Government, big business must enable young entrepreneurs to lead

Countless studies have shown that to grow and reduce levels of poverty and unemployment over time, economies must have the kind of fundamentals that are deliberately geared at reducing and, where practical, entirely removing obstacles such as
administrative red tape out of the path of innovation.

Such obstacles might be seen to be aimed at established big business, but they invariably make it hard for these to partner effectively with smaller, newer entrants into the economy that they wish to add to their supply chains.

To cut corners, many businesses have been found to resort to forms of “fronting” just to obtain/retain good empowerment levels and avoid punitive costs of exclusion from obtaining business. South Africa has high levels of youth unemployment hovering way above 30%. This can no longer continue where young people feel shut out of the economy.

Countless young entrepreneurs have demonstrated impressive resilience under difficult circumstances. Their sheer drive to succeed, to avoid returning to poor environments they grew up in, often in disadvantaged communities, townships, and villages across the country – where it concerns black youth – has provided sufficient impetus to stay in the game. Many of whom support extended family with their earnings, including ailing parents, grand-parents, orphaned nieces, nephews, etc.

This phenomenon is often referred to as “black tax” because it is prevalent in black communities, where “dependant family” lines often cross several generations and stretch beyond the known boundaries of the so-called “nuclear family”.

In practical terms when one young black entrepreneur fails, a whole extended family, village, feels the pain. Failing is therefore not an option.

South Africa’s post-apartheid economic environment has created a wider range of options in terms of sectors where young people can establish and grow businesses in. These range from producing and processing food, storage, logistics, manufacturing, import, and export trade, as well as professional services in media, business management, communications, HR, real estate, beauty and body care, among others.

Most recently, the final cycle of South Africa’s five-year investment drive, saw President Cyril Ramaphosa surpassing a target he set for SA in 2018 – raising R1.2-trillion worth of investment by 2022.

This year, he also announced a new investment target to attract R2-trillion in the next five years, with the energy sector attracting over R120-billion worth of investments committed. This presents a significant opportunity for the youth to participate in the value chain as the country strives to resolve the much-needed energy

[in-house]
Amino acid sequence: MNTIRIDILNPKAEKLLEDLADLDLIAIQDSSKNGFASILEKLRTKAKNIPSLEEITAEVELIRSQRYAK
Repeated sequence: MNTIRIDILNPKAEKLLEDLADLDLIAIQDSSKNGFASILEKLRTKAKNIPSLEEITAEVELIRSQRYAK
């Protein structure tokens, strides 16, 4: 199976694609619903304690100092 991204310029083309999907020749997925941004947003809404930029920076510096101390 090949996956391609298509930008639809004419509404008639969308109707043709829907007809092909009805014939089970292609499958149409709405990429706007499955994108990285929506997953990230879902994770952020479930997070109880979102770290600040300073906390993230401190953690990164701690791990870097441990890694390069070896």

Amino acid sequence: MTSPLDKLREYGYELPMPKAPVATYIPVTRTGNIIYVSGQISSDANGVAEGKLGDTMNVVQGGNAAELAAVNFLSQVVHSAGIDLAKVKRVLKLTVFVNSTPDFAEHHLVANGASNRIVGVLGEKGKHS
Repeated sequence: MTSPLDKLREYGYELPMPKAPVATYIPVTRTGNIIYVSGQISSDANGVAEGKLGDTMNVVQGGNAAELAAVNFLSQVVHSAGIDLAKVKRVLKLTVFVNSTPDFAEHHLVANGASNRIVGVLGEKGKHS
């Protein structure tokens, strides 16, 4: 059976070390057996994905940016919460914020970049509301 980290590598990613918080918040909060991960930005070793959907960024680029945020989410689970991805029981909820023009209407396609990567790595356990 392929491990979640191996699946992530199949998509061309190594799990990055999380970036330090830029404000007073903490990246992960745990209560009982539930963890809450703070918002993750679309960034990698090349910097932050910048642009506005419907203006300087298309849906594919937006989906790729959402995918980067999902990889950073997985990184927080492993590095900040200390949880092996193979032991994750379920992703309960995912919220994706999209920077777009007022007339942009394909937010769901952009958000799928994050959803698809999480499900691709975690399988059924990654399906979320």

generation debacle. There are other sectors in which local and international investors have pledged investments including global business, ICT and digital totalling R131-billion.

With almost all government’s plans to address key issues already in motion, mobilising over R2-trillion in new investment by 2028 to fast-track economic growth is a realistic and achievable target to attract sustainable investments to harness growth and create jobs.

It is therefore not the lack of sectoral diversity that sits at the heart of the challenges facing youth entrepreneurship. It is up to the government and big business to create enabling environments that provide opportunities to venture into entrepreneurship. It is also up to young people to make choices that lead them to the path of running their own businesses.

South Africa boasts a good number of young entrepreneurs who have succeeded despite the odds. Many might not have survived the Covid-19 restrictions, but others have either found innovative ways to adapt their business offerings, emerging in the post-pandemic era even more determined to keep growing, provided a more enabling environment is created by policy makers and financial institutions.


  • Lyndall Singh is a medical doctor and scholar at the Tsinghua University Vanke School of Public Health. He is the chairperson of Global Value Chains Working Group of the South African National Healthcare Products Masterplan

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